Judge Orders MGM to Preserve Evidence at Route 91 Shooting Site, Mandalay Bay
Posted on: October 31, 2017, 01:14h.
Last updated on: October 31, 2017, 01:20h.
Facing two lawsuits and the possibility of future litigation, MGM Resorts was ordered Monday by a Las Vegas judge not to destroy any evidence related to the Oct. 1 Route 91 Harvest festival shooting.
Attorneys that filed suit will bring forensic experts to inspect the grounds where 58 people were killed and nearly 500 were wounded in an effort to aid in their legal discovery process for claims against the casino giant.
The inspection is scheduled for Tuesday, Oct. 31. Attorney Brian Nettles, who represents Rachel Sheppard, a California woman who was shot three times and is seeking damages from the Mandalay Bay and its parent company, spoke to reporters after a Monday hearing.
“What we want to do is to preserve all of the evidence to get answers, figure out what happened,” he said. “And the only way we can figure out what happened and to get answers is to get in there ourselves with experts to determine what the setup was, why this occurred, what broke down, what policies and procedures were in place, and what policies and procedures may have been violated.”
Preserving Crime Scene
The festival grounds have remained the same from that deadly night when Stephen Paddock opened fire from a 32nd floor suite of the Mandalay Bay, raining down more than 1,000 bullets on a crowd enjoying the Route 91 country music concert.
Lawyers sought to investigate not only the area of the tragedy but also the hotel suite that shooter Stephen Paddock turned into his deadly sniper’s nest.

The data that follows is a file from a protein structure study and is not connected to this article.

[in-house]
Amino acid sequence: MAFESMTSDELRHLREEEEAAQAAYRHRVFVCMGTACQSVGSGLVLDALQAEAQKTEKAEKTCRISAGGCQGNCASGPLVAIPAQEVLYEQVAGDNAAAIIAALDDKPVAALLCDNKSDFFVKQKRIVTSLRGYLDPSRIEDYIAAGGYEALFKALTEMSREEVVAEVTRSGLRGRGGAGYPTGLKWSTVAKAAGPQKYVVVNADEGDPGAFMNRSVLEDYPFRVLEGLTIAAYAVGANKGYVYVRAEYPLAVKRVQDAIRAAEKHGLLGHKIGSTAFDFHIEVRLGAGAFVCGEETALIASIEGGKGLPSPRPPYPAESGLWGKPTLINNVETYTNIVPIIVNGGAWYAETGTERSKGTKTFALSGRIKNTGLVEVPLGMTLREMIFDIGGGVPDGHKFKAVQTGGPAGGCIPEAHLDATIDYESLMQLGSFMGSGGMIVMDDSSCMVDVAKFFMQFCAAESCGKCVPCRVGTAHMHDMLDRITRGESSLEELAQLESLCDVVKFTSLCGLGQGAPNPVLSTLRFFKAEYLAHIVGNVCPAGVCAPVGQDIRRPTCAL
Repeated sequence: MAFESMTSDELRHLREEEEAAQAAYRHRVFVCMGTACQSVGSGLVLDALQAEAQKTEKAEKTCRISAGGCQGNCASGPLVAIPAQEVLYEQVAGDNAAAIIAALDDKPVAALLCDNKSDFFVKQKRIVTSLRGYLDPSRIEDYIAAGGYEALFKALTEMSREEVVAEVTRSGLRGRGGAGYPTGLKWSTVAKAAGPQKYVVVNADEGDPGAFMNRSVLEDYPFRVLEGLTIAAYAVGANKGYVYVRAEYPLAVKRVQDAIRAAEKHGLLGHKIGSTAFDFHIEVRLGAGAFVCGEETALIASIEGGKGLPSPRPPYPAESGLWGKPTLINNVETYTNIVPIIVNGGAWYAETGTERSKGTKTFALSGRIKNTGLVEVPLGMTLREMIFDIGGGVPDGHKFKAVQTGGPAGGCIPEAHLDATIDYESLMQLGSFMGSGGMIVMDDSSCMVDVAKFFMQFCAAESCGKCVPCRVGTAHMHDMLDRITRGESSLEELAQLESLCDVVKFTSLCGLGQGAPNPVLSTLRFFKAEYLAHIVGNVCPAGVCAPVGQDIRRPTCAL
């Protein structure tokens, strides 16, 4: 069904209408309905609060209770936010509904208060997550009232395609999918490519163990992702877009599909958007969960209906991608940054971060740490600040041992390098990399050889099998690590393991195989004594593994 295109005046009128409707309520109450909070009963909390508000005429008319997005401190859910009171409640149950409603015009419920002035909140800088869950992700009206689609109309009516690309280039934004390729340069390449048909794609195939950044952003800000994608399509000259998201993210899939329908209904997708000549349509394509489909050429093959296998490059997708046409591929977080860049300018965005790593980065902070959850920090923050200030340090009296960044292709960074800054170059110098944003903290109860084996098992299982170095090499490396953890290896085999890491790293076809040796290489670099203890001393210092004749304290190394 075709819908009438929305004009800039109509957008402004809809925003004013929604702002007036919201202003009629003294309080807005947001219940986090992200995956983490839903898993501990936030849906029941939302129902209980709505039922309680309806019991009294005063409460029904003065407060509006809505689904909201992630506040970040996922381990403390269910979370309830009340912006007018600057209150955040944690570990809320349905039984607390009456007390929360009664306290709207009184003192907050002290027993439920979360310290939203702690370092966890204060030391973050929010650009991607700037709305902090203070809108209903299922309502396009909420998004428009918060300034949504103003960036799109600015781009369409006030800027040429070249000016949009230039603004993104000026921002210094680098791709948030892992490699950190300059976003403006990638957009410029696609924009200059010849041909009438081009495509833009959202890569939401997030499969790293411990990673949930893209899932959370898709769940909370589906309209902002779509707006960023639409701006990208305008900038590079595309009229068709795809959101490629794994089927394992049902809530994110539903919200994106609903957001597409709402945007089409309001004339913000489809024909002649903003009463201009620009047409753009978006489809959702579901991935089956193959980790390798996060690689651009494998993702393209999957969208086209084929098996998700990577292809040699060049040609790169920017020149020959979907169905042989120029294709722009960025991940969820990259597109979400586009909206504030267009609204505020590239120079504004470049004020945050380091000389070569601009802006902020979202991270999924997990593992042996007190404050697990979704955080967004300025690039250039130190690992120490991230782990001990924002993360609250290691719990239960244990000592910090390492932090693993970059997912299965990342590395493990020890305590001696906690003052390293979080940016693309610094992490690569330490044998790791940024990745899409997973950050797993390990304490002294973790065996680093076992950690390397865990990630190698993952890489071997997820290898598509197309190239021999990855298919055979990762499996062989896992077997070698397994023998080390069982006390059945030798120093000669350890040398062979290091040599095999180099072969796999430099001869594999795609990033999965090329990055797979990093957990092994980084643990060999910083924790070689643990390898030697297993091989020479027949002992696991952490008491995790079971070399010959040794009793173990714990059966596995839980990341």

District Judge Mark Denton signed the order granting the lawyers’ request.
The ruling comes about a week ahead of MGM CEO Jim Murren’s third-quarter financial call. Even though economic impacts to the company won’t be seen until the fourth quarter of 2017, analysts and investors expect to hear Murren in some capacity address the impact of the tragedy on the company moving forward.
Examining Killer’s Brain
Unrelated to the lawsuit but still of interest to lawyers is the mental state of Stephen Paddock, who carried out the tragedy. An autopsy did not find any abnormalities in the 64-year-old’s brain, but it is being sent to Stanford University in an effort to answer why he committed the massacre.
Doctors will conduct a month-long examination using multiple forensic analysis methods to look for any indicators of health problems such as strokes, blood diseases, tumors, some types of epilepsy, multiple sclerosis, degenerative disorders, physical trauma, and infections.
Dr. Hannes Vogel, Stanford University Medical Center’s director of neuropathology, told the New York Times that the procedures might provide answers.
“The magnitude of this tragedy has so many people wondering how it could have evolved,” he said. “All these speculations out there will be put to rest, I think.”
But Dr. Gabriel Leger, behavioral neurologist with the Cleveland Clinic Lou Ruvo Center for Brain Health in Las Vegas, told the Las Vegas Review-Journal that conclusively determining why this occurred is a bit optimistic.
“I don’t think ‘why’ could ever come out of a brain autopsy itself,” he said.
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